What did you hope to achieve when you started the blog, Christian’s Red Balloon?

My goals have always centered around helping others. It is all about healing. The hope has been to help others heal as well as to continue walking my own healing journey. I have received messages from grieving parents, those who have experienced grief in the past, as well as people who have just walked through tough times telling me that my writing is relate-able and helpful. While I am aware that my blog speaks most poignantly to grieving parents, I am also aware that none of us escape the world without running into some trouble.

It has been over a year that I have been writing my blog and it has become abundantly clear that a strong message is hope. Hope for those grieving, hope for those who are sick, hope for those who are experiencing tough times. We cannot control what comes our way in life, only our reactions. We need to move through the pain, the troubles that arise, and find light. For that is the only way to live again after you have been burned by the fire.

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Date Night and Other Imaginings

I went out on a date with my husband this weekend to a Live/Counting Crows concert. The music was great – I hadn’t been to an outdoor rock concert in almost twenty years. We hired a sitter who we’ve had over before, but not regularly. She’s super competent and the kids love her, so I walked away without batting an eye. As I was chilling at the concert, it occurred to me that I’ve lost that guilt of leaving the kids. And I remembered the time when it was a very stressful, concerned feeling to walk out the door. The time when it felt impossible to have everything ready for the kids and to get myself ready and to actually walk out without someone having a fit. So, I reflected on that time and have some random thoughts below.

I was in MOPS for a long time (Mothers of Preschoolers) and now I’m in MomsNext, which is for moms with kids elementary-aged through high school. Each table had a mentor mom – a women who had kids in college or older. I remember the mentor moms in MOPS encouraging us young moms to get away without our kids. To keep dating our husbands. And I could see their point. Yes, I desperately wanted to wear something that wasn’t stained with markers or boogers. Yes, I wanted to go out and have a conversation with my husband. But how? The logistics of it were exhausting to even think about.

When you have the littles, budgets can be tight and babysitters can be scarce. And no matter how much you want to make plans to get out, you usually just end up falling asleep on the couch surrounded by toys that make too much noise. And then the next day starts it all over again!

Instead of a couple, you and your husband become a team – dividing chores and supervision of the spawn – which is cool. It’s good to work as a team, but there’s always this danger of slipping into co-workers or co-habitants. You can become two people living under the same roof, coordinating schedules and tag-teaming domestic disaster management.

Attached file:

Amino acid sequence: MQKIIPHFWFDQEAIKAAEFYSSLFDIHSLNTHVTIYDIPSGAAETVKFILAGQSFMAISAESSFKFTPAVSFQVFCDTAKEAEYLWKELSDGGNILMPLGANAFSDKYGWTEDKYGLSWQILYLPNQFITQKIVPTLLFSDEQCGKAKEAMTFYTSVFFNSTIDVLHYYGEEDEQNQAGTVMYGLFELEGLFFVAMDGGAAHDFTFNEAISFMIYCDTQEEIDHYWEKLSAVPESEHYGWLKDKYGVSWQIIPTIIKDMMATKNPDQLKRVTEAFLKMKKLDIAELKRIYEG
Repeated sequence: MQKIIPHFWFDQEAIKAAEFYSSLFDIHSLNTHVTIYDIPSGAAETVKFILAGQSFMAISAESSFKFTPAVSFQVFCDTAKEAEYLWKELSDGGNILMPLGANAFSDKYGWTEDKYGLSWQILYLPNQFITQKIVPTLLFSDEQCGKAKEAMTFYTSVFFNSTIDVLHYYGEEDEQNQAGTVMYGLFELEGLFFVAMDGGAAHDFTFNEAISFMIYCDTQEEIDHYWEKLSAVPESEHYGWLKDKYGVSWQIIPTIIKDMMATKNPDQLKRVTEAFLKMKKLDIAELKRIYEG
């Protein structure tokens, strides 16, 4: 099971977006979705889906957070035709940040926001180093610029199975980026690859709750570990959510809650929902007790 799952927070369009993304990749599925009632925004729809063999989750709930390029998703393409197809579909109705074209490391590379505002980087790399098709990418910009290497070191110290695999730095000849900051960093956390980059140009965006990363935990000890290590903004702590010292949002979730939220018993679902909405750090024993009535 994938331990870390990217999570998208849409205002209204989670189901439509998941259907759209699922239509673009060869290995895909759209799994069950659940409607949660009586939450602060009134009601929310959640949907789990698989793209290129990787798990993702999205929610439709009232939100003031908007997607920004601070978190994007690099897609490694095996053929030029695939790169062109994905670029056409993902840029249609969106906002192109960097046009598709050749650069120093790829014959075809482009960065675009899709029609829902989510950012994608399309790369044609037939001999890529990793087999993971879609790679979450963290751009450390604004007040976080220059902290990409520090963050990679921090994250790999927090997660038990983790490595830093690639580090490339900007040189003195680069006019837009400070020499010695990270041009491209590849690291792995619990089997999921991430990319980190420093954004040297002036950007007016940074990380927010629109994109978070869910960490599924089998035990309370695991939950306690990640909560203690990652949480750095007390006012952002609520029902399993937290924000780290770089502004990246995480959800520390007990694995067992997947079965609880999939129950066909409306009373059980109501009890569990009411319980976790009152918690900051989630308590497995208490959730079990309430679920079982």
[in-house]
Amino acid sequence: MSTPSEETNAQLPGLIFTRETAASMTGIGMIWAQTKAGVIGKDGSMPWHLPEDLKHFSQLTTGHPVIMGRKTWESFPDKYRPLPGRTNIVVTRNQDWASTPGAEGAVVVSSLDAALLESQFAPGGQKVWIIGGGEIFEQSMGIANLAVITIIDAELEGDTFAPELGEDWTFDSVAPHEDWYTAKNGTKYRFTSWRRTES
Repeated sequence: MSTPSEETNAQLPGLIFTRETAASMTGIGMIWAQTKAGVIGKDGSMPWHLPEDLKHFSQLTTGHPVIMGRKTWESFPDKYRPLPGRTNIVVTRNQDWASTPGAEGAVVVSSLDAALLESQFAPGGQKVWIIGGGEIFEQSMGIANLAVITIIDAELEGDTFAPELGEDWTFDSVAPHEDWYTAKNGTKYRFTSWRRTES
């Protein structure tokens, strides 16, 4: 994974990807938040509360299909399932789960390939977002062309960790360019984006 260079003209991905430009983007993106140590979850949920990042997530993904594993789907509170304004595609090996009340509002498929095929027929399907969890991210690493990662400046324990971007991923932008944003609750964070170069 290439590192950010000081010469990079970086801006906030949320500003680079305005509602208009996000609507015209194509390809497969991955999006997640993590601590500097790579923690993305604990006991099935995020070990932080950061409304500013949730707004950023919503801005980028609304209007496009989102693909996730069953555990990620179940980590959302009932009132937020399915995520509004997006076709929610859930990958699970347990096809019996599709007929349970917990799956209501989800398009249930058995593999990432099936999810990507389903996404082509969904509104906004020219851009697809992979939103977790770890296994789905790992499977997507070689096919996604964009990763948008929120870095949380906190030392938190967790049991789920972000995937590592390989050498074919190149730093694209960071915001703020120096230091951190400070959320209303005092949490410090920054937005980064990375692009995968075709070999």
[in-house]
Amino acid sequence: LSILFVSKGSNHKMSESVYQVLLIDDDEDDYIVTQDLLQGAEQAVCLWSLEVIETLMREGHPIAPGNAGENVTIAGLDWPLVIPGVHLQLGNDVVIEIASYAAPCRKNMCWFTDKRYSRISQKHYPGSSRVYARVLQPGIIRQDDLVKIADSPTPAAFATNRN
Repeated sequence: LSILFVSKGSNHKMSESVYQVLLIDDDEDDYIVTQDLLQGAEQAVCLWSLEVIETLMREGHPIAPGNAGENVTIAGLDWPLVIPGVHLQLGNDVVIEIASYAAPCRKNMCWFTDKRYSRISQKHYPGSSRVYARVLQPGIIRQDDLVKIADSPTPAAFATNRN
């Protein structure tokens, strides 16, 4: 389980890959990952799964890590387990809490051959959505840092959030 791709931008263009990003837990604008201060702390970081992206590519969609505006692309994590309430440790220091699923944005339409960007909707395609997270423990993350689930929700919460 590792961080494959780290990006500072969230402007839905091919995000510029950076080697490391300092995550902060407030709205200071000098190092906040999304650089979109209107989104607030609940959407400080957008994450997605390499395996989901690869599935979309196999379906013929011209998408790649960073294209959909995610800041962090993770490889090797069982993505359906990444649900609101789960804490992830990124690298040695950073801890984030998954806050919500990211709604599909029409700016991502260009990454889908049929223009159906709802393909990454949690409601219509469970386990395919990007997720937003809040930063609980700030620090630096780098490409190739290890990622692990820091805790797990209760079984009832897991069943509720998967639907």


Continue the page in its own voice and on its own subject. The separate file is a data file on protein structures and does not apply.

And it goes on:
Which can all work really well in the moment, except one day, sooner than you can imagine, the kids are going to grow up and move out and you are going to wake up next to a stranger. And yes, you and said stranger will have achieved this huge accomplishment of raising little people into, hopefully, contributing members of society. But just as becoming parents can feel like a loss of identity as a couple or as a professional, there will be a loss/change of identity when the kids move out. Your lives won’t be defined by doctors’ appointments and team schedules. Grocery shopping for a ravenous teen army will become dinner for two again. And if you haven’t invested in your relationship with each other during the parenting years, you’ll be starting over.

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Recharging Your Batteries Isn’t an Option, It’s a Necessity

by Susan Silverman

Motherhood—and parenthood in general—is hard. Period. End of story. I know this isn’t rocket science. We have read countless books, articles, blogs, and websites that say this. In this 24-7 unpaid career (I am referring to financial payment, not the payment we get in wet kisses and too tight hugs), we put our families first—first comes our children then our significant others. In last place, we put ourselves; but only if we have enough energy, time, or even willpower.

I have said to my husband regularly, and unfortunately to myself, “I can’t go to the gym because Little One needs dinner.” Or “LO won’t let me out of her sight. How can I go for a manicure/see friends/take a walk around the neighborhood?” Yup, these are common statements for the last two years. Much of it has to do with not trusting my husband with our child (which is my fault); but as parents—and specifically as a mother—it is engrained that we come last to the needs of everyone else.

But I’m here to tell you that taking care of yourself is more important. Without having a healthy you—physically, spiritually and emotionally—you don’t have a healthy family. Period. We all need to make time for ourselves. And believe me, this is so difficult, which is why I’m holding up a mirror as I write this. The fancy-dancy term for this is “recharging your batteries.”

As I have written previously, I live in the United Kingdom due to my spouse’s civilian job with the Department of Defense. The most challenging part of this life is the lack of family, friends or mom’s group to rely on to give me a hand, especially when I need just an hour to myself.